I have read on many pages that "All DDL commands are AutoCommit in Oracle". its okay DDL commands are autoCommit but my question is whats reason for doing it.
Meaning why all DDL commands are AutoCommit in oracle. is there any reason of doing it ?
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The short answer is, because.
The slightly longer answer is: DDL writes to the data dictionary. If DDL didn't issue implicit commits the data dictionary could get hung up in long-running transactions, and that would turn it into a monstrous bottle neck. Remember, every single SQL statement queries the data dictionary.
Yes, but are those other databases as scalable in a multi-user environment as Oracle? Perhaps they are, but that's what makes this a contentious question and why I voted to close.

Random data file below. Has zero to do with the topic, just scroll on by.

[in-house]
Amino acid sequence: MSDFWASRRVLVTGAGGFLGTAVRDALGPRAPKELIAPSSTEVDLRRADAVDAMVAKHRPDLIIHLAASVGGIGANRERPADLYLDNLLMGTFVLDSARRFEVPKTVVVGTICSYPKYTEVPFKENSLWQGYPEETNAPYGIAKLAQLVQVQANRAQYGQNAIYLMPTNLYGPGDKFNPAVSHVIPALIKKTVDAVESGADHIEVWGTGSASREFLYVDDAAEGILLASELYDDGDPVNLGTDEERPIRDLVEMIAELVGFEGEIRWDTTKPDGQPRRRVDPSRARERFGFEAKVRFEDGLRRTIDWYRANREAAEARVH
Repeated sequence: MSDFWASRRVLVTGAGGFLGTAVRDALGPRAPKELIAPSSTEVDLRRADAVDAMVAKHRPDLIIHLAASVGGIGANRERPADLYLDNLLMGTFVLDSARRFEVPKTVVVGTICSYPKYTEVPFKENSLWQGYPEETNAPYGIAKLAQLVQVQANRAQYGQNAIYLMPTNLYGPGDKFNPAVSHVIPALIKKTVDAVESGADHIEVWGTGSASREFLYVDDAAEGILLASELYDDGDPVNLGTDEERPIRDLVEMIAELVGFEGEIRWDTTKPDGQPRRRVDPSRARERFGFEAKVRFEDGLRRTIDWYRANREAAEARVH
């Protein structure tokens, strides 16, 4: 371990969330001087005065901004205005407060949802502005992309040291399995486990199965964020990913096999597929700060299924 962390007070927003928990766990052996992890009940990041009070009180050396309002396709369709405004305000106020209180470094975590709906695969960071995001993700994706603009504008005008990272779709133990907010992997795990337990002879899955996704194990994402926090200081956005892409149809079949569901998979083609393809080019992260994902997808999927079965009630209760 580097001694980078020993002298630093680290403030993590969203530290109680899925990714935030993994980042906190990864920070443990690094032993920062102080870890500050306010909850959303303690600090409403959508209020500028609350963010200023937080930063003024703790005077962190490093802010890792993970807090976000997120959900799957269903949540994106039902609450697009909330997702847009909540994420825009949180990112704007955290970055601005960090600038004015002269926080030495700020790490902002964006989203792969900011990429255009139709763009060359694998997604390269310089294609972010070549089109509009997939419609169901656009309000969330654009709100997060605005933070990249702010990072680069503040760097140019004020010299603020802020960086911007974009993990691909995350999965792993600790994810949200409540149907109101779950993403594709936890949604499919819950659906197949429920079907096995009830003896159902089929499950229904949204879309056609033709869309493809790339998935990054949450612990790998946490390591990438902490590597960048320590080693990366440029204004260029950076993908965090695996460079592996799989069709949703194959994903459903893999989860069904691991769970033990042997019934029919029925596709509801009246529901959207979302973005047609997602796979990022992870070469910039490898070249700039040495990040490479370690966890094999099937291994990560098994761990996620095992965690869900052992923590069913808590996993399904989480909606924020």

The fact is, Oracle is a venerable product: they made architectural decisions in the early days which are baked into the database kernel at a very low level. Some changes just have too great an impact to be worthwhile.
If implementing transactional DDL had been feasible Oracle wouldn't have put all that effort into developing Edition-based Redefinition. And now that we have got Edition-based Redefinition what further benefits would transactional DDL deliver us?